A tunnel through to the rear entrance of The Cavern itself, a pint from the bar then we realised that we were standing 10 feet away from Paul’s guitarist of choice at the time, also drinking a pint from the very same bar as us; one David Gilmour of a small band called Pink Floyd.
‘That’ we whispered conspiratorially to each other ‘is Dave Gilmour’. It was the closest I had ever been to a genuinely world famous musician. Did we approach him to express our awe, to discuss his body of work, to ask what Roger Waters was really like to work with? Did we hell.
The set was fine, the main body of the album, classics of the 50s with a couple of numbers that had been written recently in the same style. Then we came to the last number. “This” said Paul “wasn’t written now and it wasn’t written then. It was written somewhere in between” before launching into the most famous ‘one, two, three, four’ count off in musical history and, for the first time since the sixties, Paul McCartney played ‘I Saw Her Standing There’ at The Cavern. It was, suffice to say, a moment.
I was delayed in there, in conversation with a journalist from The Liverpool Echo and a figure from the local music scene who was unknown outside Liverpool but inside? Practically pop royalty. The assertion was made that Macca couldn’t hit the high notes any longer, I countered that it didn’t matter, we were part of history, we had been at a show that you could not get into; you couldn’t be famous enough to blag your way into this and….We. Were. Here.
The talk petered out and I headed back to the stairs up to the bar. To be met by a large gentleman with folded arms. ‘You can’t go up there lad. Private party.’ ‘I know, I’m in it. I’m with EMI’ ‘Yeah, ‘course’ ‘You’ve just seen me come down here, my coat’s up there, my wallets up there, the guys I’m with will vouch for me’. It went in circles for a while. And then it happened. In light of some activity behind him, he relented. ‘Okay but wait a sec’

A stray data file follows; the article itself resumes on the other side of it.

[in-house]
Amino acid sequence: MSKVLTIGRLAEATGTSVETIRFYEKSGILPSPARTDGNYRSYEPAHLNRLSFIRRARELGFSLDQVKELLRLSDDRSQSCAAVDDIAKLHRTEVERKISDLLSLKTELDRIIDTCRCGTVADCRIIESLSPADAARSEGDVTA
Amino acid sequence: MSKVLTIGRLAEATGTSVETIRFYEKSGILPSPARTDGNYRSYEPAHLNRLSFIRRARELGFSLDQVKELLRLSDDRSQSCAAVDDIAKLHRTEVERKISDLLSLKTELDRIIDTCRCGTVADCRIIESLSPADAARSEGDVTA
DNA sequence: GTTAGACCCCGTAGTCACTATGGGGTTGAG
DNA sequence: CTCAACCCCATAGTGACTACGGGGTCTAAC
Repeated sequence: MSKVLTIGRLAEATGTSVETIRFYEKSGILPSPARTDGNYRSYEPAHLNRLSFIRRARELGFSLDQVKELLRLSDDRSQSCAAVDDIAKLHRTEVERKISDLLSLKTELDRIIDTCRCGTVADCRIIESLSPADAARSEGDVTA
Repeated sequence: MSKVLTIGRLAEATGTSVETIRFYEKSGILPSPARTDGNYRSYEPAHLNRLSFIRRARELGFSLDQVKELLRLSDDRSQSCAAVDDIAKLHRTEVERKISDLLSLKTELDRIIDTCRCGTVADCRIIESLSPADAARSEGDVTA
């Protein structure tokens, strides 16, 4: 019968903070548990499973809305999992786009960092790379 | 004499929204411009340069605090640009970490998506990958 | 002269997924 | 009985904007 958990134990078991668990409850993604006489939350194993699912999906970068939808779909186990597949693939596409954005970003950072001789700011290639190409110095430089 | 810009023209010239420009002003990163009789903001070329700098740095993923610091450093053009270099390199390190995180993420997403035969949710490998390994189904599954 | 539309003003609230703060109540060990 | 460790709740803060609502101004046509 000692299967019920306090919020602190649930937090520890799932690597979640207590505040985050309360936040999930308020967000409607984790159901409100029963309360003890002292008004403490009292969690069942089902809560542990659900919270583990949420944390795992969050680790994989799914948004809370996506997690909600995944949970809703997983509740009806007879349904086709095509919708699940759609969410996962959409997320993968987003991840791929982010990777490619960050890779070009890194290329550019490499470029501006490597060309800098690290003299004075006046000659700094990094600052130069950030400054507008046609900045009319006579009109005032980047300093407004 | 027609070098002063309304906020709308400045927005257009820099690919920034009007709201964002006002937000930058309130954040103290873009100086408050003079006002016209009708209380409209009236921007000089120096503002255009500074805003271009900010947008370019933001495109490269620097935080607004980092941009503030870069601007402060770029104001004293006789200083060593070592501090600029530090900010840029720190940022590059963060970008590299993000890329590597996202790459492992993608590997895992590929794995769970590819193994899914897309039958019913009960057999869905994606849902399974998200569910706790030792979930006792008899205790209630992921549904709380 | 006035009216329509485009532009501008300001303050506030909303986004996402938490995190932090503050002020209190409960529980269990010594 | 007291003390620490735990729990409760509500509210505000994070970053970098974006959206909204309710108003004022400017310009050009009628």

He stepped from the centre of the bottom of the stairs to one side, guiding me backwards with an arm across my chest and a space appeared for a Beatle to walk down. An actual, real, Beatle.
I took my chance. Fortified by a level of alcohol consumption so heroic it would undoubtedly have transported the legend standing before me back to his Hamburg nights, I thrust my hand forward and shook hands with the man who wrote Penny Lane, Hey Jude, Sgt Pepper, Yesterday, Things We Said Today, All My Loving…….
“Paul” I said “great gig, man” (I hasten to point out that this use of ‘man’ wasn’t some vain attempt to connect with the ‘Band On The Run’ hit maker by indulging in suitably sixties-ish lingo, it’s an affectation I picked up from a friend in 1984 and its stuck.) Paul shook my right hand with his, placed his left hand on my right shoulder, looked me in the eye and spoke to me. And the moment is vivid. I SHOOK HANDS WITH A BEATLE! AND HE SPOKE TO ME!!
And what was his reply? What wisdom could he impart in this brief, shared moment? This moment that was one of millions to him but a unique, unforgettable event for me.
I. Don’t. Know.
Not. A. Clue.
I was very, very drunk.